Most important though.... is the thought of developing a regular habit of feeding on the Word, for it is in the process of showing up that we are granted the context for our own transformation. Blessings to you as you begin, or continue, on the adventure that awaits all of us as we step into the stream of God's activity.

Feel free to share:
1. other devotional material that works for you
2. barriers to regular Bible study that you have or have had
3. how you're working to overcome them.

Tuesday, June 19, 2007

Memorials and lessons learned...

My wife's dad passed away this past weekend, and I'll be flying south to be with the family and perform a small memorial service on Friday, back in time to preach on Sunday.

Ed was the only dad I had during my adult life. I loved him, and he changed me. He was a practical man, a contractor who knew how to work with his hands. I spent a couple of summers working with him and he frustrated me because he never explained what he was doing, but instead just assumed that by watching, I'd learn. The funny thing though, is that I did learn - and have been able to do some things w/ my hands just because we spent time together.

He also took me skiing, and also didn't teach me how to ski; the same thing with fishing. His educational theory was that if a person would just start doing something, they'd learn how to do it. PHD's in education would have a field day with that! They'd argue the merits of affective and cognitive styles of learning and teaching, plead for learning objectives and feedback loops, consider where on Maslow's pyramid of needs a person is, and how to move he/she higher. But not Ed. He would just jump in and do...and invite me to join him. He wasn't perfect by any account - none of us are... but he invited me in, and for me, someone who'd not been invited into a man's life since my own dad died years earlier, that was huge.

I could write a eulogy here, or a bit about grief, but it would feel too personal for this blog. Instead, I'll just ponder for a moment the strange intersection of my sermon preparation for Sunday with my memories of my father in law. I'm preparing to preach about the importance of encountering the Bible on a regular basis, because it seems that among Christians, Bible ignorance is on the rise, and devotional habits in a state of decay. This wouldn't be so bad if it weren't for the reality that it's encounter with God through the Bible that shapes us. Take away that force for shaping in our lives and we're left with a host of other cultural forces to shape us, but I have deep doubts as to their capacity to shape us for the better.

People avoid reading the Bible for a whole bunch of reasons which I'll cover Sunday (and you'll be able to download that sermon here, one week from today). For now, can I just note that many have stopped encountering the Bible because they've been thinking that it was a textbook, and it's disappointed them. It hasn't delivered the snappy, easy answers they'd hoped for. Instead, it's introduced, at times, more questions, some mystery, even some contradiction. At other times we come away from our reading wondering if we've gained anything at all of value.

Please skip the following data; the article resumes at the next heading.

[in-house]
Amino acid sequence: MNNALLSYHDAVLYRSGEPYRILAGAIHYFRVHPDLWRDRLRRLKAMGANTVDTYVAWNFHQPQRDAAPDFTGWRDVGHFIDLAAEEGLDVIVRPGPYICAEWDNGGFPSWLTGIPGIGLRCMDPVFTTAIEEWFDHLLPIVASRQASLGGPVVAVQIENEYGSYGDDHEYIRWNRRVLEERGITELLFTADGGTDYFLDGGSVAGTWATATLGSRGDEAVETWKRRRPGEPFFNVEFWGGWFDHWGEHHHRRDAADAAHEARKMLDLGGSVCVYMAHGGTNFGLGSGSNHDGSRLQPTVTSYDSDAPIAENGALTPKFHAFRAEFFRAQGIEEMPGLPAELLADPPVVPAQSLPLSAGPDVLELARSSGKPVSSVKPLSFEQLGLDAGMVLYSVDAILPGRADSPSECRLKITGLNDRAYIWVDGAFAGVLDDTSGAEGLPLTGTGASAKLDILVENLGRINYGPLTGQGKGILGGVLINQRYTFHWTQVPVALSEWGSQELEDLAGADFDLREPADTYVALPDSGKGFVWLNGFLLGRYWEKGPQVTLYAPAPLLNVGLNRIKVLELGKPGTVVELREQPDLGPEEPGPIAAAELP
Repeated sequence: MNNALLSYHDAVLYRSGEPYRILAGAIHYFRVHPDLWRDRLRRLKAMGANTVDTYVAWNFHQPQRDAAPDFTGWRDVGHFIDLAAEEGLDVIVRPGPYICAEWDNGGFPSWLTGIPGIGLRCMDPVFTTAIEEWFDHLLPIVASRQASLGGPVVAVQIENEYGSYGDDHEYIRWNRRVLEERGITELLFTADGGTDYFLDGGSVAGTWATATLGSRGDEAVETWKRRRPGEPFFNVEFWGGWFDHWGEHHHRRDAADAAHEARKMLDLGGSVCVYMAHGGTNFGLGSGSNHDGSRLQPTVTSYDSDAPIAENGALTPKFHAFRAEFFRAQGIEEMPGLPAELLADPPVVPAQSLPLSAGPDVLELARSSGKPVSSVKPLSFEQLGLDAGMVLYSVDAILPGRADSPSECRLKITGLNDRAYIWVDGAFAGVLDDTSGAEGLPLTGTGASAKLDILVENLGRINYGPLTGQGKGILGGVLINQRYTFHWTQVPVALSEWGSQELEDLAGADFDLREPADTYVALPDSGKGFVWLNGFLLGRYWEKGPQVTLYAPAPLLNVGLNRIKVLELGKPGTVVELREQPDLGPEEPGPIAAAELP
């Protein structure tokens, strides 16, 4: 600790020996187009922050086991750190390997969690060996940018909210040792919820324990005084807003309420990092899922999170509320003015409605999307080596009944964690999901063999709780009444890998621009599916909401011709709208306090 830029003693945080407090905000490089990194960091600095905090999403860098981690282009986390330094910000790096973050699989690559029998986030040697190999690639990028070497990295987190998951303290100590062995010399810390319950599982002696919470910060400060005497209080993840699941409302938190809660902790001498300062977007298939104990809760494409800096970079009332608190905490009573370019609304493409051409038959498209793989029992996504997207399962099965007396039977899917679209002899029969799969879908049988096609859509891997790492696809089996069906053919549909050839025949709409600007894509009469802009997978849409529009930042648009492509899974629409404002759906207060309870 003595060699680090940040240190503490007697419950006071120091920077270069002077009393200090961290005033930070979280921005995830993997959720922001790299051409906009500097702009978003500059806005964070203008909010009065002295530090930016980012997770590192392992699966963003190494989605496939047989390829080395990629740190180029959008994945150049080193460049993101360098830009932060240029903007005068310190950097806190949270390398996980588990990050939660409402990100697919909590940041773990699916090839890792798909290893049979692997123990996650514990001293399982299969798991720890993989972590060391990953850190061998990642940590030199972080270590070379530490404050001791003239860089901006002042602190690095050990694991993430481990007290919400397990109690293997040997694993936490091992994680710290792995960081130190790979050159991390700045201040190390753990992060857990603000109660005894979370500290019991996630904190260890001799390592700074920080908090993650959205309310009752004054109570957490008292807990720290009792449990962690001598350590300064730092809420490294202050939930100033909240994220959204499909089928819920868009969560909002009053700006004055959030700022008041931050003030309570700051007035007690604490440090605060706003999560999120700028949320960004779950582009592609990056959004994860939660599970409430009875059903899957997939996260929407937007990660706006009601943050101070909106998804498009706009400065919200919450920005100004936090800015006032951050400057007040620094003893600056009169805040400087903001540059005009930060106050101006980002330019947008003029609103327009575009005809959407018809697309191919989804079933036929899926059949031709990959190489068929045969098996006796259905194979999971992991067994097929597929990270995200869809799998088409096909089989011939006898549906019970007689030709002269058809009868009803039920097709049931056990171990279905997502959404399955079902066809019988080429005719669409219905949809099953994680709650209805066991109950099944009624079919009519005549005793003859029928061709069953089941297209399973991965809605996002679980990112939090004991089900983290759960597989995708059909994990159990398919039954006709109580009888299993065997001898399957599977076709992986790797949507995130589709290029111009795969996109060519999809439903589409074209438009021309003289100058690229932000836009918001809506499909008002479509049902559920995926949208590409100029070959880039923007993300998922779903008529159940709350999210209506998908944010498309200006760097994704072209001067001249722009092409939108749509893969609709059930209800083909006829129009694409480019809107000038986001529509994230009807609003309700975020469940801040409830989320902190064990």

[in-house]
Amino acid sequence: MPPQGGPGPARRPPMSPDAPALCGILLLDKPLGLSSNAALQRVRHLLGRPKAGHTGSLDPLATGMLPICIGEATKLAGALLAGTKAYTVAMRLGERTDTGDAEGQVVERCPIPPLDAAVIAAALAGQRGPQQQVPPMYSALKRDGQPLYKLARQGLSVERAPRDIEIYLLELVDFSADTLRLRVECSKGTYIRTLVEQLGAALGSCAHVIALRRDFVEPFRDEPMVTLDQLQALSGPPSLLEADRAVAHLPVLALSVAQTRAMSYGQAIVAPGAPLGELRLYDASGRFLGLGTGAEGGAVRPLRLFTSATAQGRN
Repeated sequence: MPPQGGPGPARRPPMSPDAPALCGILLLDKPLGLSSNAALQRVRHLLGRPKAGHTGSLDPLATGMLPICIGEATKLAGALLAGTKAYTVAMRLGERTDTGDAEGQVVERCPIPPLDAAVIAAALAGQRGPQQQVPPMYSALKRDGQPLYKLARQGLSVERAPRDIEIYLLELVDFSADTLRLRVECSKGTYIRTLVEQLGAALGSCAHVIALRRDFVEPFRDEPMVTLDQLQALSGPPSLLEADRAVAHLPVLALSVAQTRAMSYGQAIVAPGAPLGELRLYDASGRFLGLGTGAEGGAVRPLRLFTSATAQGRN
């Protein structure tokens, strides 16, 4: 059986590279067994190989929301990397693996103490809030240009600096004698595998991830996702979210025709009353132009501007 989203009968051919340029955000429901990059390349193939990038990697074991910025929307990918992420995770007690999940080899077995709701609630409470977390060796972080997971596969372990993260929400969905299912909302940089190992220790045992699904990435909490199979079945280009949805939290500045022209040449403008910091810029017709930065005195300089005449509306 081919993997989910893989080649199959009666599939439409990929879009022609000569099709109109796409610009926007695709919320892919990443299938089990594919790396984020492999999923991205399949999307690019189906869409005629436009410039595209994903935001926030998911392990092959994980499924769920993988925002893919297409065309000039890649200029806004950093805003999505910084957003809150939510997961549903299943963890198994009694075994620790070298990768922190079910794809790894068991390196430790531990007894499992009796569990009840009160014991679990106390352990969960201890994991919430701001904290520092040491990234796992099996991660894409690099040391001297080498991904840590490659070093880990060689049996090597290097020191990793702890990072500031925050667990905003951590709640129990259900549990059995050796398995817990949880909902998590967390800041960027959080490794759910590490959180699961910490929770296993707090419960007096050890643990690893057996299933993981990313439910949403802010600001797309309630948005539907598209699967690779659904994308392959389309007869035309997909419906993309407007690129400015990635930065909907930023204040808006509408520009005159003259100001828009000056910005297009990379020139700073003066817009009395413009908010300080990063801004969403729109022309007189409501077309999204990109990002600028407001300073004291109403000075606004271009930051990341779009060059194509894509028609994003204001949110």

Our problem is that we've been wishing the Bible would be a textbook, and it isn't. Instead, it's often a window into a relationship; and often that relationship is as frustrating as my relationship with Ed. I want to learn about carpentry - he has me stapling insulation under a house. I want to learn about skiing - he points his skis down the hill and goes, shouting, 'see you at the bottom' as he disappears. That's not teaching.

Not traditional teaching at least. But it is a form of relationship. The reality is this - it's because of Ed that I picked up a hammer and learned to use it. Eventually I built my own deck. It's because of Ed that I started to ski. To this day I use my Fridays, many of them at least, with either skis, or snowshoes, or hiking boots on my feet, depending on the time of year. It's because of Ed that I still breathe most deeply when I fish, though it's been a while since I've been able to break away and do so. Ed didn't give me instructions manuels. Frankly, that wasn't his strength. He just invited me into his story - and by God I'm glad he did. My life is richer for it.

The Bible is often the same in what it offers. I know: the Bible does teach - does offer commands and precepts. I get it. Sometimes though, our obsession with the letter of the law has crushed our spirits, and we've ended up justifying genocide, slavery, and a boatload of other crimes in God's name because we're hanging on to a fragment of the Bible. If the Bible is only's frankly a little confusing. But there's another side too: It's less of an instruction manual than we'd sometimes like it to be, and more of an invitation to step into a grand story. God's inviting us to enter in to a cosmic redemptive work, and if we wait until we've figured it all out, we'll wake up dead one morning and realize that we were among those that were 'always learning' but never really making a blessed difference in the world because we frankly missed the big picture, missed the point. I hope we can come to see the Bible for what it is - a way of relating to a Person - to One who invites to join in the work He's doing. Then our job is to simply trust that He'll keep shaping us along the way. I often relate to the Bible the same way I related to my father-in-law -- I listen for the invitation to jump into the story, and just go. That's how we grow and learn - that's how we're transformed.

I'm grateful for this man who invited me to enter into his story... It is, I think, very similar to what Jesus does.